In mid-August 2019 the second phase of the joint police and military crime-fighting operation, Operation Kalahari Desert, was launched.
During the launch event of phase two of Operation Kalahari Desert, Namibian Police (Nampol) Inspector General Sebastian Ndeitunga stated that allegations of misconduct and brutality leveled against law enforcement and military personnel involved in the previous phases of the operation – including Operation Hornkrantz, which preceded the current operation – had been investigated and it was concluded that many were “unfounded or fabricated”.
What Ndeitunga said was:
“There were a few incidents of alleged unprofessional conduct made against the law enforcement operatives. Among those cases includes alleged misconduct by law enforcement officers on operation, which were investigated and the result of many of these claims were either, emphasis, were either unfounded or fabricated. People who have a mouth that are turned into factories to fabricate lies. Factories mouth to fabricate lies!”
Namibia Fact Check approached the office of the Inspector General and the head of Nampol public relations, Commissioner Edwin Kanguatjivi, for information on the cases of alleged police misconduct that were “unfounded or fabricated”. Despite repeated requests for such information Nampol has not been able to provide the information to date (if and when the information is received, this report will be updated).
THE OTHER SIDE
One of the individuals who suffered alleged law enforcement brutality in the previous phases of the joint Nampol and Namibian Defence Force (NDF) crime-fighting operation since the end of 2018, is Luise Mwanyangapo, who works in Namibian civil society. Mwanyangapo was brutally beaten by military personnel during the precursor to Operation Kalahari Desert, Operation Hornkrantz, which ran from late 2018 to the beginning of 2019.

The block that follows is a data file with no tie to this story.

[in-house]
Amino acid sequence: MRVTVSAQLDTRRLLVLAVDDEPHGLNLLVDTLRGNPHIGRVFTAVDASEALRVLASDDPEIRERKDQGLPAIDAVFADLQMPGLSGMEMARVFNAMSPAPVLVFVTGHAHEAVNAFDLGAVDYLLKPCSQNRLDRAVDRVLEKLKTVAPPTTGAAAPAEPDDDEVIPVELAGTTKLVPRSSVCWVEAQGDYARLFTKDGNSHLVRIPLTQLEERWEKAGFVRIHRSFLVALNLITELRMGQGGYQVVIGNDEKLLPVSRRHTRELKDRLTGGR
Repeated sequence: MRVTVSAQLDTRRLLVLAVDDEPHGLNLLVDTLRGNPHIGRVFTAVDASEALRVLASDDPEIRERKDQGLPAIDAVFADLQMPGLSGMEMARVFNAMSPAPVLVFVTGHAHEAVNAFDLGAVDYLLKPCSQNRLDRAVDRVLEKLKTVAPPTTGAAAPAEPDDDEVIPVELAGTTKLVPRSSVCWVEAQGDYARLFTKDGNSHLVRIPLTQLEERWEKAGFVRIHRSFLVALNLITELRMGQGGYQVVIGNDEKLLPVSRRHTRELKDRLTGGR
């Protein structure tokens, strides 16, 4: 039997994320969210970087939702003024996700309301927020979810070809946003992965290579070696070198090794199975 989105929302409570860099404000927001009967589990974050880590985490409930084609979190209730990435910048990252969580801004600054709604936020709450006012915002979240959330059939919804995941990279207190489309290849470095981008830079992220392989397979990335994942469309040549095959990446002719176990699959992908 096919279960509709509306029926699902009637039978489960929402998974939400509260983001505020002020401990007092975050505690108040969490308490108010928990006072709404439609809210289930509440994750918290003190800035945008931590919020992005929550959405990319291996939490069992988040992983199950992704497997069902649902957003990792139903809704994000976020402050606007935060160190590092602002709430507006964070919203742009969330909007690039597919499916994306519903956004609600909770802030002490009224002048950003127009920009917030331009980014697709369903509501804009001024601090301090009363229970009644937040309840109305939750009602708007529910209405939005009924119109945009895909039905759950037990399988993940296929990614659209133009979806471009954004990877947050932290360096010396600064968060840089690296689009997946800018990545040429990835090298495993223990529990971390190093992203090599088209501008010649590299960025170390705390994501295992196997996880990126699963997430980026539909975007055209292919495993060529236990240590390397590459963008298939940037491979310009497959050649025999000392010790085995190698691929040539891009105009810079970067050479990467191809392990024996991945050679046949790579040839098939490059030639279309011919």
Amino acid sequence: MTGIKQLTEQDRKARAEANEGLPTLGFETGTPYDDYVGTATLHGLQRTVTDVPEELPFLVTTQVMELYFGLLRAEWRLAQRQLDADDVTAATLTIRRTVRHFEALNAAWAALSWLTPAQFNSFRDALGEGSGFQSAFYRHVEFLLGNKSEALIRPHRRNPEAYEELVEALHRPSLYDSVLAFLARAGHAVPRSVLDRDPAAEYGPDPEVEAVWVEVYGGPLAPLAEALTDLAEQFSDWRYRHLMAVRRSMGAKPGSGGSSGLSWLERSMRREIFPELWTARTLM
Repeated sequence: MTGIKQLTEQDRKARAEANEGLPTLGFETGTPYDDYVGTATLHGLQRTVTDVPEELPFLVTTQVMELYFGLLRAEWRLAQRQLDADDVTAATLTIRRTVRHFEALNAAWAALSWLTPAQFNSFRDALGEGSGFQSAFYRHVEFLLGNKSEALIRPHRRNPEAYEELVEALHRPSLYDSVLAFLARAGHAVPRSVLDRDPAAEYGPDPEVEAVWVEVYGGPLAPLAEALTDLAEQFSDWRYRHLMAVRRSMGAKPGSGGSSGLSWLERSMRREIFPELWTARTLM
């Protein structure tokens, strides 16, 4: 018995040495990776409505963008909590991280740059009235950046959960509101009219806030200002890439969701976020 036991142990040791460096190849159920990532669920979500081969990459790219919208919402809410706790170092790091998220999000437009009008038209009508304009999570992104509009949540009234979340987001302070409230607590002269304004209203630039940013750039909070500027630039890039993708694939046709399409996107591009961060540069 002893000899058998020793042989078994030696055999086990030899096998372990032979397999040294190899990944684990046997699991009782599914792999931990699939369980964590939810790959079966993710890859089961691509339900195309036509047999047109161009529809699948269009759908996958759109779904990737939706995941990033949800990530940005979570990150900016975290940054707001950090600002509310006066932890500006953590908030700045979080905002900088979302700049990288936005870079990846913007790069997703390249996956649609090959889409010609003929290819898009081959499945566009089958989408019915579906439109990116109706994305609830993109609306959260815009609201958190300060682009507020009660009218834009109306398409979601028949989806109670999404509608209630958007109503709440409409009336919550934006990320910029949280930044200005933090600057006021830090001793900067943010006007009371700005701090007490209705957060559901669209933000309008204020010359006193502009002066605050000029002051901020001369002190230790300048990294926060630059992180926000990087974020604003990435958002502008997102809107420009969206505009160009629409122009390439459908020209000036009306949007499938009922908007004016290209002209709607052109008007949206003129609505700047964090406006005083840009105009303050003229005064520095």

When she heard the Inspector General’s comments, she stated the following in an email to Namibia Fact Check:
“I have instructed my lawyers to institute action for damages against the NDF and Nampol for the assault I suffered at the hands of their officers during the so-called Operation Hornkrantz. My lawyers are in the process of instituting the said action. With respect to the police investigation, I am not aware of any such investigation. I am aware that the NDF carried out an internal enquiry, at which I was called to testify. The outcome of this enquiry was not shared with me. I am, however, not surprised that internal investigations by the police and the defence force would result in these two forces finding that their officers have done nothing wrong. I would like to make it clear that I did not make up or fabricate the assault and reject any suggestion to the contrary.”
Similarly, the Legal Assistance Centre (LAC), in response to the comments of Inspector General Ndeitunga, stated:
The LAC “currently has 33 reported cases on police brutality. 12 of these cases can be and are linked to the joint operations by the police and the NDF. 1 has been filed, the other 11 are to be filed, pending the settling of the founding documents. The rest of the police brutality cases await further and/or full instructions and records from the clients to determine merit and if we can take it on, or the cases have no relation to the operations as they predate the operations or occurred in cells/holding facilities.”
The LAC continued that:
“These cases are for civil damages. In most instances, we already filed our preceding notice to the relevant Ministries that we intend to file suit, we are finalising the particulars, after which we will do so.”
The one case that the LAC has already lodged with the courts is that of David Amaambo, who is suing the Namibian government for brutality suffered at the hands of Nampol and NDF officers during the first phase of Operation Kalahari Desert in early 2019.
The case number for ‘David Dave Amaambo vs Government of the Republic of Namibia’ is HC-MD-CIV-ACT-DEL-2019/03738 and the case documents can be viewed on the Namibian eJustice system here.